In the mid to late 1950s, John McCarthy at Massachusetts Institute of Technology (MIT) had a problem to solve. As part of an artificial intelligence project, he needed a programming language that could process lists of data. Sentences structured in a formal way would represent information about the world. The computer would navigate and process lists of sentences to mimic human reasoning, for example, the ability to answer a question by comparing possible sentences organized into lists.
In simplistic English, if you are a computer and your program asks you what to do if you are cold and hungry, you take a list of possible outcomes then navigate the list to find a reasonable result. If you are cold, for example, your processing would gravitate towards sentences related to warmth and avoid sentences related to cold.
The problem for McCarthy? No suitable software language to work with lists existed. McCarthy had to create his own language.
But a funny thing happened next. McCarthy created his language which he called Lisp, shorthand for List Processing. And, as Paul Graham put it, McCarthy did for programming what Euclid did for Geometry. He built a programming language from simple operators and a notation system for functions. But the parts of the language he thought most important, the m-expressions for handling math syntax, turned out to be least important to people who used Lisp. And one of the lesser parts of McCarthy’s language, s-expressions used to describe data, went on to influence a number of programming languages for fifty years and counting.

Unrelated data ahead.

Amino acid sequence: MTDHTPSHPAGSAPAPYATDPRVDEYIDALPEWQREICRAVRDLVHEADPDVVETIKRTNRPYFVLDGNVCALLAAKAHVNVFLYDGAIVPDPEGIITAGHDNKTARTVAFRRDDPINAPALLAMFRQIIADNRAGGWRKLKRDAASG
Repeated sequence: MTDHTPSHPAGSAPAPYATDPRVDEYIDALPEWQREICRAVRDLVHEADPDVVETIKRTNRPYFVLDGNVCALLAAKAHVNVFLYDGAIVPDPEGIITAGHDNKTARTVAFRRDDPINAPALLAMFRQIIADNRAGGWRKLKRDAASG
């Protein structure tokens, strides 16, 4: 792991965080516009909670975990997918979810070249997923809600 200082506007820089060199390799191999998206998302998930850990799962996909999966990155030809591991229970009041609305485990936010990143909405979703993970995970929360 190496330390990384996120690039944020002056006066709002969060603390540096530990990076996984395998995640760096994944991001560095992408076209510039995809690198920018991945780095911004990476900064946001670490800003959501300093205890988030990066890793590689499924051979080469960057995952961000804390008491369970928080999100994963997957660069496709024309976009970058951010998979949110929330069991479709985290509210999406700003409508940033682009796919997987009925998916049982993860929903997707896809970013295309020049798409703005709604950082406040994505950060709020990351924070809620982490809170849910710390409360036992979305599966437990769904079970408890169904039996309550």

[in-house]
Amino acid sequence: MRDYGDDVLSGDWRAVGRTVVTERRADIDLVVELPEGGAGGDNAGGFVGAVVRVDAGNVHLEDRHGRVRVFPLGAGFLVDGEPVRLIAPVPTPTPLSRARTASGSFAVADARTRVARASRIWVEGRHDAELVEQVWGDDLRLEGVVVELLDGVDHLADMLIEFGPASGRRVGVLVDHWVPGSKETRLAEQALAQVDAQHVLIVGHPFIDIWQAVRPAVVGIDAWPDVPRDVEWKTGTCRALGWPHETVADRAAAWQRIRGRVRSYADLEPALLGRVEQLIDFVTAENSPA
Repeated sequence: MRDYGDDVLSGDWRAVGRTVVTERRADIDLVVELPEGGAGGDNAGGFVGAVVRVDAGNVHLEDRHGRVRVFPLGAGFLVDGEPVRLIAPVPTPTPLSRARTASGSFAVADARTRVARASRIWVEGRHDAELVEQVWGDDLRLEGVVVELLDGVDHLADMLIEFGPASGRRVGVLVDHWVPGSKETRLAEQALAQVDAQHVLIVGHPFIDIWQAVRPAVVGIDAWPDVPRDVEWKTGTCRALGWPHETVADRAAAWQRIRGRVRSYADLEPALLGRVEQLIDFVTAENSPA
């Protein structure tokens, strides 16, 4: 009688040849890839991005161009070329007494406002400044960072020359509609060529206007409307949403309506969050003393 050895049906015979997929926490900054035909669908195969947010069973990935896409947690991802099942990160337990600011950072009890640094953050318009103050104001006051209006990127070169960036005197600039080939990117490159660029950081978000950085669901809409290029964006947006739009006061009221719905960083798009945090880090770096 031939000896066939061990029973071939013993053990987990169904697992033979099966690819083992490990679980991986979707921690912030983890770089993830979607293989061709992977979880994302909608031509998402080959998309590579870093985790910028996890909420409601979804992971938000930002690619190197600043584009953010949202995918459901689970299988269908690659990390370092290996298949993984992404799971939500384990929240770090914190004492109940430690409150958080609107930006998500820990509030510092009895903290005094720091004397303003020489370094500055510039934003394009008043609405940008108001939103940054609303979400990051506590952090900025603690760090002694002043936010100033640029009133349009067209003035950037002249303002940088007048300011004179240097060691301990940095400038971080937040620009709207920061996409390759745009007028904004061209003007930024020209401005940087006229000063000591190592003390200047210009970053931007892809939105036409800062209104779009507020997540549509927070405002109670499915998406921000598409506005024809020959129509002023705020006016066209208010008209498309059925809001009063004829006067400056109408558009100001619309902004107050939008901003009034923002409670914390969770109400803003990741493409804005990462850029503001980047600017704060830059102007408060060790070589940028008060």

Even more interesting, Stephen Russell turned the theoretical
eval function in Lisp into real machine code. Lisp could now interprete Lisp s-expression statements used to describe data and run Lisp programs. In 1962, the first software to compile Lisp into code mixed evaluated code (processed when the code ran) and compiled code (processed before the code ran). In the 1970s, Daniel Edwards at MIT added garbage collection to Lisp, the ability to free unused memory to make the language more efficient.